Most people know a fever is an abnormal rise in body temperature – and that a high temperature can have a variety of causes. On the other hand, there’s confusion as to what temperature is considered to be a fever. Here are some guidelines for understanding an elevated temperature in children and adults.
What is Considered a Fever in Adults?
A fever is present when an adult has a rectal temperature of 100.8 degrees Fahrenheit or above. When the temperature is taken by mouth, a temp above 99.9 degrees Fahrenheit is a fever. In reality, body temperature can vary depending upon the person, how hot or cold their environment is, and their activity level, although for most people temperatures above these levels are abnormal.
What is a Fever in Children?
As in adults, children have a fever when their body temperature climbs above 100.8 degrees Fahrenheit – measured rectally. Children have more normal variations in temperature than adults with some kids experiencing elevations in temperature up to 100.3 degrees Fahrenheit late in the day if they’re especially active or in a warm environment.
When is a Fever in Children Concerning?
A fever is concerning, not so much because it’s harmful, but because it can be a sign of serious illness. Some experts recommend not treating a fever in children because it helps to boost the body’s ability to destroy bacteria and viruses – and may speed up recovery from illness.
It’s important to look at fever in the context of other symptoms in a child. If a child looks lethargic, is complaining of pain, isn’t eating, has a headache, vomits repeatedly, has burning with urination, complains of a sore throat, or simply looks ill – mom or dad should call a doctor.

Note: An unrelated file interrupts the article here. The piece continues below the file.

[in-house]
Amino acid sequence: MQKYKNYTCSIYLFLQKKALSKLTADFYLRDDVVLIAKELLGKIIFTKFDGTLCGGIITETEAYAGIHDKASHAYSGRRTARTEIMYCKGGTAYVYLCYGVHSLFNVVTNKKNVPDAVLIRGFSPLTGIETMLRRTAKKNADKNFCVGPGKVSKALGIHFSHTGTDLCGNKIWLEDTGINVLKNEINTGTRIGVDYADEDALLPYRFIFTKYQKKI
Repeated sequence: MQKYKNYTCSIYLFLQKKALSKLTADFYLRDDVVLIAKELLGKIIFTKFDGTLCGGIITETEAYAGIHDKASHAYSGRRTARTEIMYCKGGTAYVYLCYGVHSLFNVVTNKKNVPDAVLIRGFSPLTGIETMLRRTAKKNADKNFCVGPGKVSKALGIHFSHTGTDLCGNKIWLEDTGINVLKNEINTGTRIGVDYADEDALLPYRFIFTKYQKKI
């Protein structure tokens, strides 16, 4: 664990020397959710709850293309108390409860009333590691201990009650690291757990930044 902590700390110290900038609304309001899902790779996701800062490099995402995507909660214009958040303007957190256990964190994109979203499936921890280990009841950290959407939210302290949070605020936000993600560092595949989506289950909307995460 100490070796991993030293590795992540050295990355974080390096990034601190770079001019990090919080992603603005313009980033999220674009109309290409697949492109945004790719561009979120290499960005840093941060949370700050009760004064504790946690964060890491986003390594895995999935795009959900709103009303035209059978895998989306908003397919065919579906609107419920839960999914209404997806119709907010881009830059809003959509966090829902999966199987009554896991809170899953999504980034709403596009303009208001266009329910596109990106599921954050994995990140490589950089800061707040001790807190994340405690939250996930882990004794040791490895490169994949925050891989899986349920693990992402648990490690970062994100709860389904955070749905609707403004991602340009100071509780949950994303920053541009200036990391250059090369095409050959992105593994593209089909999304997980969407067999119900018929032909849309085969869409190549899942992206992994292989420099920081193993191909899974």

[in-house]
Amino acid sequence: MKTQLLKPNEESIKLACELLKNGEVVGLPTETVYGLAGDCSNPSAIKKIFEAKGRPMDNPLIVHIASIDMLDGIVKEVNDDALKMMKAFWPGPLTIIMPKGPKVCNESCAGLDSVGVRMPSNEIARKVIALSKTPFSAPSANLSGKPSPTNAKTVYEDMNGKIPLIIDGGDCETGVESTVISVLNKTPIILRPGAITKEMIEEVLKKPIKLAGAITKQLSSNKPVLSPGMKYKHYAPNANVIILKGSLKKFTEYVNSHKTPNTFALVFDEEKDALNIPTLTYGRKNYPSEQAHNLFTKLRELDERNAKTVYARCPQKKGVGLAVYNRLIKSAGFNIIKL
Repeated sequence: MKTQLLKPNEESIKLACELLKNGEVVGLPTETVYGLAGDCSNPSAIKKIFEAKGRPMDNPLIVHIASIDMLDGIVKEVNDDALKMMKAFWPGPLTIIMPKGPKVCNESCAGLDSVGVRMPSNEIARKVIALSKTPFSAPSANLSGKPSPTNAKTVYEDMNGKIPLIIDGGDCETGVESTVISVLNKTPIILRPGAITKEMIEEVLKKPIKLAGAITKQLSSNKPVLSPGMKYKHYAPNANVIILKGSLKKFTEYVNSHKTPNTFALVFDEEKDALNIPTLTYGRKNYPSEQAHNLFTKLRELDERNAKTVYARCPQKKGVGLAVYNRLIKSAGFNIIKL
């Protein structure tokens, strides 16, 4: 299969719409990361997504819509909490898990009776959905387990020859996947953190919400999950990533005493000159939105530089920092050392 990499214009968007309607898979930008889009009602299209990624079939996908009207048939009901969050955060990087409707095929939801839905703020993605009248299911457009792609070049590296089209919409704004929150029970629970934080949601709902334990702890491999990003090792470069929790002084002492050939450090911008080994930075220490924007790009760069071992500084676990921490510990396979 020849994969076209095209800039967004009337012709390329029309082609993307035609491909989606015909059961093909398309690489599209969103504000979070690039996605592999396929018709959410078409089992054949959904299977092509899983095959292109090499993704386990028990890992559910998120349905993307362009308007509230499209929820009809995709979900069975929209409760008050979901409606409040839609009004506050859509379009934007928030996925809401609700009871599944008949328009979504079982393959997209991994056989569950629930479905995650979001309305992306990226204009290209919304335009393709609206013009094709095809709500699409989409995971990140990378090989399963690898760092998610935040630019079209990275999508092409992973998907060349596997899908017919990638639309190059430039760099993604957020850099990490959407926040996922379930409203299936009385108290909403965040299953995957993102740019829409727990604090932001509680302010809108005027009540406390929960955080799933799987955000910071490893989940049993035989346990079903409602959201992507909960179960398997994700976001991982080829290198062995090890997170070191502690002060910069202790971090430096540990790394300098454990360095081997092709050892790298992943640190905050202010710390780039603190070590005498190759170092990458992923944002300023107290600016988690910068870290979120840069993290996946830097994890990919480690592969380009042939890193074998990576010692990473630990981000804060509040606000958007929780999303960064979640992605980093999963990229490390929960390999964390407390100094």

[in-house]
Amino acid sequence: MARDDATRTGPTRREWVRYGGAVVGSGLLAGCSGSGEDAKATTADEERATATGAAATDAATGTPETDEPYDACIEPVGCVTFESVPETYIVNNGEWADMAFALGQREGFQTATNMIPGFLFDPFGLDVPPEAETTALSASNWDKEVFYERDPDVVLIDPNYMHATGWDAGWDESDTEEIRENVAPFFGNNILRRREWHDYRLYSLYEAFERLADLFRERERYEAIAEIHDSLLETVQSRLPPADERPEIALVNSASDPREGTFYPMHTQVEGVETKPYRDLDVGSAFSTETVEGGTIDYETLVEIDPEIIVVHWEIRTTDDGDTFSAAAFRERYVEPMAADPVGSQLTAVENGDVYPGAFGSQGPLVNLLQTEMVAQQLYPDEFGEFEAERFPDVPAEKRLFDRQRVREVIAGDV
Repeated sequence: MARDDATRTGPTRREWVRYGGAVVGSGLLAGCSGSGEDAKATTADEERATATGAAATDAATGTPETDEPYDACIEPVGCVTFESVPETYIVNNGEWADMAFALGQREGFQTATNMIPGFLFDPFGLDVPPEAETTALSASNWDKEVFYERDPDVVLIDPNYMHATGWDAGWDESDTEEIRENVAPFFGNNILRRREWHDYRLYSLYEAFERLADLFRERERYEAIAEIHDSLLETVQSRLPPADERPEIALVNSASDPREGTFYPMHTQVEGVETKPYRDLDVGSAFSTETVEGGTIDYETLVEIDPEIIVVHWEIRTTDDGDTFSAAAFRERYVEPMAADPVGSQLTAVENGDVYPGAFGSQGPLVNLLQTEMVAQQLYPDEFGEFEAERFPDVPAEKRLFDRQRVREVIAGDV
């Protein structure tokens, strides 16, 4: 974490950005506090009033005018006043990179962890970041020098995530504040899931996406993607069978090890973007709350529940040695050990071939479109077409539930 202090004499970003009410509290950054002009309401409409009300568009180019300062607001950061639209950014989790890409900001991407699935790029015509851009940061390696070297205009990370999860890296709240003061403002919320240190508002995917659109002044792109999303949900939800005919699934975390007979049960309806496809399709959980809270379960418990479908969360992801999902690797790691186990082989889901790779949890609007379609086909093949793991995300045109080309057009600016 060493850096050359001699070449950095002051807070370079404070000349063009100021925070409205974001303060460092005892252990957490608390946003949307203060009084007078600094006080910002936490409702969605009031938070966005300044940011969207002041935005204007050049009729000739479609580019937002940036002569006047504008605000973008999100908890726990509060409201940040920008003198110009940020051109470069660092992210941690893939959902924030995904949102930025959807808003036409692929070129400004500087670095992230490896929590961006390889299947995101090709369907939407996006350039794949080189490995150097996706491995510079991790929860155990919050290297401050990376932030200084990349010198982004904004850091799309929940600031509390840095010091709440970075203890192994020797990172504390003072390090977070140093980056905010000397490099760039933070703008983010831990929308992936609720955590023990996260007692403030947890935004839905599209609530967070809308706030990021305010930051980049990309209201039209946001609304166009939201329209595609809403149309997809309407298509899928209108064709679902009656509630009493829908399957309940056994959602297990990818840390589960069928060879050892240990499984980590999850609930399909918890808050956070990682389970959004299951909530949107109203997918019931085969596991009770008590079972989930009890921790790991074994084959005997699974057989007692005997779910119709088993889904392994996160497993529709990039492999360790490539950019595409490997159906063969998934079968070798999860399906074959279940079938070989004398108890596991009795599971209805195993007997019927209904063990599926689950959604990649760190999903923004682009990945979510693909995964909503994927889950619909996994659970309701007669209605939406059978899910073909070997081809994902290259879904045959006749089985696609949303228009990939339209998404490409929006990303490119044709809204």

Age is also a factor. Infants under three months should see a doctor for any fever, and children up to six months of age need medical attention if they have a fever above 101 degrees Fahrenheit. Parents should call a doctor if infants over six months have a temperature greater than 103 degrees Fahrenheit. Also, a fever that doesn’t go away in seven days – or occurs in a child who has medical problems needs evaluation.
What about Fever in Adults?
As with children, it’s important to look at fever in the context of other symptoms. An adult who has abdominal pain, a stiff neck, a bad headache, shortness of breath, chest pain, repeated vomiting, or looks disoriented needs a doctor’s care if they have a fever. If a fever persists for more than a week or climbs above 103 degrees Fahrenheit, it needs medical attention.
What Temperature is Considered a Fever: The Bottom Line?
A fever is not usually dangerous, and it’s unlikely to cause brain damage. It’s the body’s response to illness. It’s important to consider it in the context of whatever symptoms are found with it when deciding whether it needs evaluation.
Merck Manual. Eighteenth edition. 2006.